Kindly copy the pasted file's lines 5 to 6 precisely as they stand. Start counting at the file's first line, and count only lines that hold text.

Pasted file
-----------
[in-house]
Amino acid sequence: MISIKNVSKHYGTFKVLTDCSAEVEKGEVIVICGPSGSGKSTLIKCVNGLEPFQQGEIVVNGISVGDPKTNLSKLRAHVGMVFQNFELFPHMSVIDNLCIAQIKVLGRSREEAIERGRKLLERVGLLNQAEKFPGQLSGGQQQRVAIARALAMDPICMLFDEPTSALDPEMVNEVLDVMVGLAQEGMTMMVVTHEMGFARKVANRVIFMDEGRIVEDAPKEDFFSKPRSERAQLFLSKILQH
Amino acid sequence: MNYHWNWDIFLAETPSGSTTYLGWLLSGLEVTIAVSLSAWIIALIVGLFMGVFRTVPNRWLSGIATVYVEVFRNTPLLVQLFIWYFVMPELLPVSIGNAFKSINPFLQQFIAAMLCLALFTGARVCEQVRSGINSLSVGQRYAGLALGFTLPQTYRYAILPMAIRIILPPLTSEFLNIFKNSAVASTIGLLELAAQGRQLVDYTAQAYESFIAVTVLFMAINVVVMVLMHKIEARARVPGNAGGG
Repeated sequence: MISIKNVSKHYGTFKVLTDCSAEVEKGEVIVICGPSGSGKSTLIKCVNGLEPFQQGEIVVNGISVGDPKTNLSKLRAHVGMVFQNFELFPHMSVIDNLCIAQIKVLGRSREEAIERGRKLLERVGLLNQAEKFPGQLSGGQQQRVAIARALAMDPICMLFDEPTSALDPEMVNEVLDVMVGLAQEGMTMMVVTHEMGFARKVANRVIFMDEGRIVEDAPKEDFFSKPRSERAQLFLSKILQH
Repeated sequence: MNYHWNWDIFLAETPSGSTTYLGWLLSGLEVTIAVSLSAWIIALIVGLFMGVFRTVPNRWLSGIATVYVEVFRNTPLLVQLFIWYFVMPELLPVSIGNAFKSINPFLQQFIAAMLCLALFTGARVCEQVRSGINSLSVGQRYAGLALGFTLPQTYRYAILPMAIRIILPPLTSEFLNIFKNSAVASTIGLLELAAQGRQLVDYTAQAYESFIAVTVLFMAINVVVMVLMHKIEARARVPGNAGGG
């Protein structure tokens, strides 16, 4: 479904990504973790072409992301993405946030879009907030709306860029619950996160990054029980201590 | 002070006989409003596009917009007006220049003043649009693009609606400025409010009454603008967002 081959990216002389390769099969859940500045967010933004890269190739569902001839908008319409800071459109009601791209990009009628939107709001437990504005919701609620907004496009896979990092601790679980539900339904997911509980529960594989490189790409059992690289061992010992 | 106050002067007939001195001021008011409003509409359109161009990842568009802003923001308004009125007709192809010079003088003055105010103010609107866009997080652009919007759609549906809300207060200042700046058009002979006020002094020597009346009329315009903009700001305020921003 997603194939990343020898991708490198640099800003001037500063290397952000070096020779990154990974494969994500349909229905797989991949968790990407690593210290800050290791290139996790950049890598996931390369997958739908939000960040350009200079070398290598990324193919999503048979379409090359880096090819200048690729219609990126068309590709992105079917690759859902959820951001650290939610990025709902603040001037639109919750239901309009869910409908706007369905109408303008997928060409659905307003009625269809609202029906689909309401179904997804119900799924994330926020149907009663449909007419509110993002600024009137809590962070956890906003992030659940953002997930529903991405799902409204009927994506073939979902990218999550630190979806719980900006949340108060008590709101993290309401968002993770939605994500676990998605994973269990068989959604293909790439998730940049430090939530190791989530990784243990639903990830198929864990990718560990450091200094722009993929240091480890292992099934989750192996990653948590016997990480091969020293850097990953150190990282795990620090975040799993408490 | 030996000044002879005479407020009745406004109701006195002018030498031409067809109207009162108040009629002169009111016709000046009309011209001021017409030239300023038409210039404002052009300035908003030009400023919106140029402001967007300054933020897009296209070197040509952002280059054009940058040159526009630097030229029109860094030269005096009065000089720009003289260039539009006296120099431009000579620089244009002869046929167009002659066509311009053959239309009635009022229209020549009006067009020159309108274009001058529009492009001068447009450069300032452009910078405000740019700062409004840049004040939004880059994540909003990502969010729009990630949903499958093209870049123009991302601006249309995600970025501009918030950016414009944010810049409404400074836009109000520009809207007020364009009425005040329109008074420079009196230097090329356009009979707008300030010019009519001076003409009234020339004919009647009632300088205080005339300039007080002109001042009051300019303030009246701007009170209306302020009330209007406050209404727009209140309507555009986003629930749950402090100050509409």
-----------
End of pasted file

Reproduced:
Repeated sequence: MNYHWNWDIFLAETPSGSTTYLGWLLSGLEVTIAVSLSAWIIALIVGLFMGVFRTVPNRWLSGIATVYVEVFRNTPLLVQLFIWYFVMPELLPVSIGNAFKSINPFLQQFIAAMLCLALFTGARVCEQVRSGINSLSVGQRYAGLALGFTLPQTYRYAILPMAIRIILPPLTSEFLNIFKNSAVASTIGLLELAAQGRQLVDYTAQAYESFIAVTVLFMAINVVVMVLMHKIEARARVPGNAGGG
């Protein structure tokens, strides 16, 4: 479904990504973790072409992301993405946030879009907030709306860029619950996160990054029980201590 | 002070006989409003596009917009007006220049003043649009693009609606400025409010009454603008967002 081959990216002389390769099969859940500045967010933004890269190739569902001839908008319409800071459109009601791209990009009628939107709001437990504005919701609620907004496009896979990092601790679980539900339904997911509980529960594989490189790409059992690289061992010992 | 106050002067007939001195001021008011409003509409359109161009990842568009802003923001308004009125007709192809010079003088003055105010103010609107866009997080652009919007759609549906809300207060200042700046058009002979006020002094020597009346009329315009903009700001305020921003 997603194939990343020898991708490198640099800003001037500063290397952000070096020779990154990974494969994500349909229905797989991949968790990407690593210290800050290791290139996790950049890598996931390369997958739908939000960040350009200079070398290598990324193919999503048979379409090359880096090819200048690729219609990126068309590709992105079917690759859902959820951001650290939610990025709902603040001037639109919750239901309009869910409908706007369905109408303008997928060409659905307003009625269809609202029906689909309401179904997804119900799924994330926020149907009663449909007419509110993002600024009137809590962070956890906003992030659940953002997930529903991405799902409204009927994506073939979902990218999550630190979806719980900006949340108060008590709101993290309401968002993770939605994500676990998605994973269990068989959604293909790439998730940049430090939530190791989530990784243990639903990830198929864990990718560990450091200094722009993929240091480890292992099934989750192996990653948590016997990480091969020293850097990953150190990282795990620090975040799993408490 | 030996000044002879005479407020009745406004109701006195002018030498031409067809109207009162108040009629002169009111016709000046009309011209001021017409030239300023038409210039404002052009300035908003030009400023919106140029402001967007300054933020897009296209070197040509952002280059054009940058040159526009630097030229029109860094030269005096009065000089720009003289260039539009006296120099431009000579620089244009002869046929167009002659066509311009053959239309009635009022229209020549009006067009020159309108274009001058529009492009001068447009450069300032452009910078405000740019700062409004840049004040939004880059994540909003990502969010729009990630949903499958093209870049123009991302601006249309995600970025501009918030950016414009944010810049409404400074836009109000520009809207007020364009009425005040329109008074420079009196230097090329356009009979707008300030010019009519001076003409009234020339004919009647009632300088205080005339300039007080002109001042009051300019303030009246701007009170209306302020009330209007406050209404727009209140309507555009986003629930749950402090100050509409």